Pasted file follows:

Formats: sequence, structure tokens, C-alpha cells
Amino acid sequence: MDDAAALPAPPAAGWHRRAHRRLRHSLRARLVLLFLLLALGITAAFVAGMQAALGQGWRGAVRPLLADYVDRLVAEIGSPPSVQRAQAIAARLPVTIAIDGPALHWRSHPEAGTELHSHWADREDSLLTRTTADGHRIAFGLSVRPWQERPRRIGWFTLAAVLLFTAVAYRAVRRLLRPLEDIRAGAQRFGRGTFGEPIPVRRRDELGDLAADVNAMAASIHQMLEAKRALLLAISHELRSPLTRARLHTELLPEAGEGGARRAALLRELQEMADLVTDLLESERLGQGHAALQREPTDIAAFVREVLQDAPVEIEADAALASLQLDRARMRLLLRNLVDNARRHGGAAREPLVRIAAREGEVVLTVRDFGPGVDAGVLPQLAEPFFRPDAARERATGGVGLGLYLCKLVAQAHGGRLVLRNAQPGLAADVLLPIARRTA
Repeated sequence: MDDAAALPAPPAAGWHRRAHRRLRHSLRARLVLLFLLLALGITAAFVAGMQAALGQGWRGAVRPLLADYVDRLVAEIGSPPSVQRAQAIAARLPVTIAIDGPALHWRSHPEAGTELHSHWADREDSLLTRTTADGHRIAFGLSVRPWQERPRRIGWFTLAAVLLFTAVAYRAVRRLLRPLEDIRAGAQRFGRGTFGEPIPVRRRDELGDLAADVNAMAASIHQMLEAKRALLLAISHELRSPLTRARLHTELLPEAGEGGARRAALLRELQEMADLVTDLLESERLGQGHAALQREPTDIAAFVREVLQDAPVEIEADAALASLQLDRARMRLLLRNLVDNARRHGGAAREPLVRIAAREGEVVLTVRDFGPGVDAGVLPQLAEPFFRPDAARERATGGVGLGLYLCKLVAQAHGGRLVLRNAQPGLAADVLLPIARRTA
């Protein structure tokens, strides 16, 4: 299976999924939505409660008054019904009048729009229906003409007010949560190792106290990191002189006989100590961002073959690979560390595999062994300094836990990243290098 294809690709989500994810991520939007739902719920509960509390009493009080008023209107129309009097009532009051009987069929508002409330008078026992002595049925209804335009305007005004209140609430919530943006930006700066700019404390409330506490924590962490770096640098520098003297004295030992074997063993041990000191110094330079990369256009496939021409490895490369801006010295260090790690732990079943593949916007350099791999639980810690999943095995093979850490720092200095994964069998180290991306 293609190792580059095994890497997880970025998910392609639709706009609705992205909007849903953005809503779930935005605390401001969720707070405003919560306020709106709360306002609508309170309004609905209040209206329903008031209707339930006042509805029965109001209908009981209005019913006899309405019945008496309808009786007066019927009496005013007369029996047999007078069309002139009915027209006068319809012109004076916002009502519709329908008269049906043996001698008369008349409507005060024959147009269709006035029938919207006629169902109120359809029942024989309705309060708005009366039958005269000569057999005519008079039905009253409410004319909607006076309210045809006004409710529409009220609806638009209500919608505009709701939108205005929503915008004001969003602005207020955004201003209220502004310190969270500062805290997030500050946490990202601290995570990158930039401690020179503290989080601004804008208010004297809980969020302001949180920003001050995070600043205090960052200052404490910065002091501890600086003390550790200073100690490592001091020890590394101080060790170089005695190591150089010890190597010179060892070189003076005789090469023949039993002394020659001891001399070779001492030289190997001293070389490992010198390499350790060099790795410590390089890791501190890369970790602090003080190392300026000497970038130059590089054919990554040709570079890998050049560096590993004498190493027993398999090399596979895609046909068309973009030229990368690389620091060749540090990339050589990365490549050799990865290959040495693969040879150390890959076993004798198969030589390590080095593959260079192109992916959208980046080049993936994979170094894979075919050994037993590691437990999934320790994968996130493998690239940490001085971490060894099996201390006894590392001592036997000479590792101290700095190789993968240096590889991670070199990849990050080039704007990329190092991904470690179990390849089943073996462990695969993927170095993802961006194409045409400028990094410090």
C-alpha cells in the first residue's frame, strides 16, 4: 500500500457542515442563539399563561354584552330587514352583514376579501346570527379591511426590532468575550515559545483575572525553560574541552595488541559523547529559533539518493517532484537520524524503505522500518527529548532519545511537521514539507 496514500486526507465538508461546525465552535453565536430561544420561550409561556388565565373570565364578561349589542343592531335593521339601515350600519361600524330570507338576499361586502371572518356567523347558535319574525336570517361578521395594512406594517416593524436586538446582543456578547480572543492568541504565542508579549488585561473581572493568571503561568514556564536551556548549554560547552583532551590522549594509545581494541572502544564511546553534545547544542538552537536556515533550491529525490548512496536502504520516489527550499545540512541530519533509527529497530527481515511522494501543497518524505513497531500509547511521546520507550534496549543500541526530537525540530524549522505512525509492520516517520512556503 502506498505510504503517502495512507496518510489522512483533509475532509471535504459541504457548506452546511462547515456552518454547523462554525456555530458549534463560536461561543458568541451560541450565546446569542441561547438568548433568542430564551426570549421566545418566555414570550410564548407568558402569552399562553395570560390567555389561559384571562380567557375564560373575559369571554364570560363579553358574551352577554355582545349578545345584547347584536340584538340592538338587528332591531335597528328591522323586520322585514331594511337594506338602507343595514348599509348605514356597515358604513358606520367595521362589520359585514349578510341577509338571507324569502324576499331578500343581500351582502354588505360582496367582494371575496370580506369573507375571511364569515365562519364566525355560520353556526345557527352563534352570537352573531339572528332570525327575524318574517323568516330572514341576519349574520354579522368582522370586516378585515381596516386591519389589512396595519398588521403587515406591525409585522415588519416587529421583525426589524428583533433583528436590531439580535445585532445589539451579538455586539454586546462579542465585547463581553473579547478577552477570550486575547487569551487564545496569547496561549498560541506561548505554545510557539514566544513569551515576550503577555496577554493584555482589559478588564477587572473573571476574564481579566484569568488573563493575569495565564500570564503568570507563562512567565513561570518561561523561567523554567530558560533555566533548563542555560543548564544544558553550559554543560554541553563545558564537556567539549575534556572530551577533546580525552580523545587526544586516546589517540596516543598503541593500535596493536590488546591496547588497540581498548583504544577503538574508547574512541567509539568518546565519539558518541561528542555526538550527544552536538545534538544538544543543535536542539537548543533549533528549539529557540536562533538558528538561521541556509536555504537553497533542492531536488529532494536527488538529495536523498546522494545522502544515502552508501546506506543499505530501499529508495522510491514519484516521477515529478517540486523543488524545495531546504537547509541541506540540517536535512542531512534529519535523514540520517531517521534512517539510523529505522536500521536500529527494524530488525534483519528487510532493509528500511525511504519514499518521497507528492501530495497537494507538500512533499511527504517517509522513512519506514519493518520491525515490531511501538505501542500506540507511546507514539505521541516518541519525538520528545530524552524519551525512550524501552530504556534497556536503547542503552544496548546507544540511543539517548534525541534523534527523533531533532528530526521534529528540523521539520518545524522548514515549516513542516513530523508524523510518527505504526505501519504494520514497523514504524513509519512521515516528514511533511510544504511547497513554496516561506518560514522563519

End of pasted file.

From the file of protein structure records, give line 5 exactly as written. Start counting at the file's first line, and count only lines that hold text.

C-alpha cells in the first residue's frame, strides 16, 4: 500500500457542515442563539399563561354584552330587514352583514376579501346570527379591511426590532468575550515559545483575572525553560574541552595488541559523547529559533539518493517532484537520524524503505522500518527529548532519545511537521514539507 496514500486526507465538508461546525465552535453565536430561544420561550409561556388565565373570565364578561349589542343592531335593521339601515350600519361600524330570507338576499361586502371572518356567523347558535319574525336570517361578521395594512406594517416593524436586538446582543456578547480572543492568541504565542508579549488585561473581572493568571503561568514556564536551556548549554560547552583532551590522549594509545581494541572502544564511546553534545547544542538552537536556515533550491529525490548512496536502504520516489527550499545540512541530519533509527529497530527481515511522494501543497518524505513497531500509547511521546520507550534496549543500541526530537525540530524549522505512525509492520516517520512556503 502506498505510504503517502495512507496518510489522512483533509475532509471535504459541504457548506452546511462547515456552518454547523462554525456555530458549534463560536461561543458568541451560541450565546446569542441561547438568548433568542430564551426570549421566545418566555414570550410564548407568558402569552399562553395570560390567555389561559384571562380567557375564560373575559369571554364570560363579553358574551352577554355582545349578545345584547347584536340584538340592538338587528332591531335597528328591522323586520322585514331594511337594506338602507343595514348599509348605514356597515358604513358606520367595521362589520359585514349578510341577509338571507324569502324576499331578500343581500351582502354588505360582496367582494371575496370580506369573507375571511364569515365562519364566525355560520353556526345557527352563534352570537352573531339572528332570525327575524318574517323568516330572514341576519349574520354579522368582522370586516378585515381596516386591519389589512396595519398588521403587515406591525409585522415588519416587529421583525426589524428583533433583528436590531439580535445585532445589539451579538455586539454586546462579542465585547463581553473579547478577552477570550486575547487569551487564545496569547496561549498560541506561548505554545510557539514566544513569551515576550503577555496577554493584555482589559478588564477587572473573571476574564481579566484569568488573563493575569495565564500570564503568570507563562512567565513561570518561561523561567523554567530558560533555566533548563542555560543548564544544558553550559554543560554541553563545558564537556567539549575534556572530551577533546580525552580523545587526544586516546589517540596516543598503541593500535596493536590488546591496547588497540581498548583504544577503538574508547574512541567509539568518546565519539558518541561528542555526538550527544552536538545534538544538544543543535536542539537548543533549533528549539529557540536562533538558528538561521541556509536555504537553497533542492531536488529532494536527488538529495536523498546522494545522502544515502552508501546506506543499505530501499529508495522510491514519484516521477515529478517540486523543488524545495531546504537547509541541506540540517536535512542531512534529519535523514540520517531517521534512517539510523529505522536500521536500529527494524530488525534483519528487510532493509528500511525511504519514499518521497507528492501530495497537494507538500512533499511527504517517509522513512519506514519493518520491525515490531511501538505501542500506540507511546507514539505521541516518541519525538520528545530524552524519551525512550524501552530504556534497556536503547542503552544496548546507544540511543539517548534525541534523534527523533531533532528530526521534529528540523521539520518545524522548514515549516513542516513530523508524523510518527505504526505501519504494520514497523514504524513509519512521515516528514511533511510544504511547497513554496516561506518560514522563519